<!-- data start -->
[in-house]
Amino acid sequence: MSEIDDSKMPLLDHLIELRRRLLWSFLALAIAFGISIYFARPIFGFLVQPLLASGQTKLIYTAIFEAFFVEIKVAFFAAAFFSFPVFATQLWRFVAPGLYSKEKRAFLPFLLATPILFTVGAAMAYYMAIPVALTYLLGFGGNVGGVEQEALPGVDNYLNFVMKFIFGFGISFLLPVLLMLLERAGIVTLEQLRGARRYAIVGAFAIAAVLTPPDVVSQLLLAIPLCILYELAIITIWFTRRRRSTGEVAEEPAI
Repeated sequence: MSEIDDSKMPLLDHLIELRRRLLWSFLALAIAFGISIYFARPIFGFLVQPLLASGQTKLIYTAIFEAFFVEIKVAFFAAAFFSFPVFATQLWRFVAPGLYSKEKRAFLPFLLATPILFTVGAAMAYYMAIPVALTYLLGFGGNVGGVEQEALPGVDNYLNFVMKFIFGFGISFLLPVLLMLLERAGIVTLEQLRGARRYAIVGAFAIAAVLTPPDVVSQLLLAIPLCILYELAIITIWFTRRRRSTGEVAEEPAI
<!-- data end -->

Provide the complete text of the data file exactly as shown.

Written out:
[in-house]
Amino acid sequence: MSEIDDSKMPLLDHLIELRRRLLWSFLALAIAFGISIYFARPIFGFLVQPLLASGQTKLIYTAIFEAFFVEIKVAFFAAAFFSFPVFATQLWRFVAPGLYSKEKRAFLPFLLATPILFTVGAAMAYYMAIPVALTYLLGFGGNVGGVEQEALPGVDNYLNFVMKFIFGFGISFLLPVLLMLLERAGIVTLEQLRGARRYAIVGAFAIAAVLTPPDVVSQLLLAIPLCILYELAIITIWFTRRRRSTGEVAEEPAI
Repeated sequence: MSEIDDSKMPLLDHLIELRRRLLWSFLALAIAFGISIYFARPIFGFLVQPLLASGQTKLIYTAIFEAFFVEIKVAFFAAAFFSFPVFATQLWRFVAPGLYSKEKRAFLPFLLATPILFTVGAAMAYYMAIPVALTYLLGFGGNVGGVEQEALPGVDNYLNFVMKFIFGFGISFLLPVLLMLLERAGIVTLEQLRGARRYAIVGAFAIAAVLTPPDVVSQLLLAIPLCILYELAIITIWFTRRRRSTGEVAEEPAI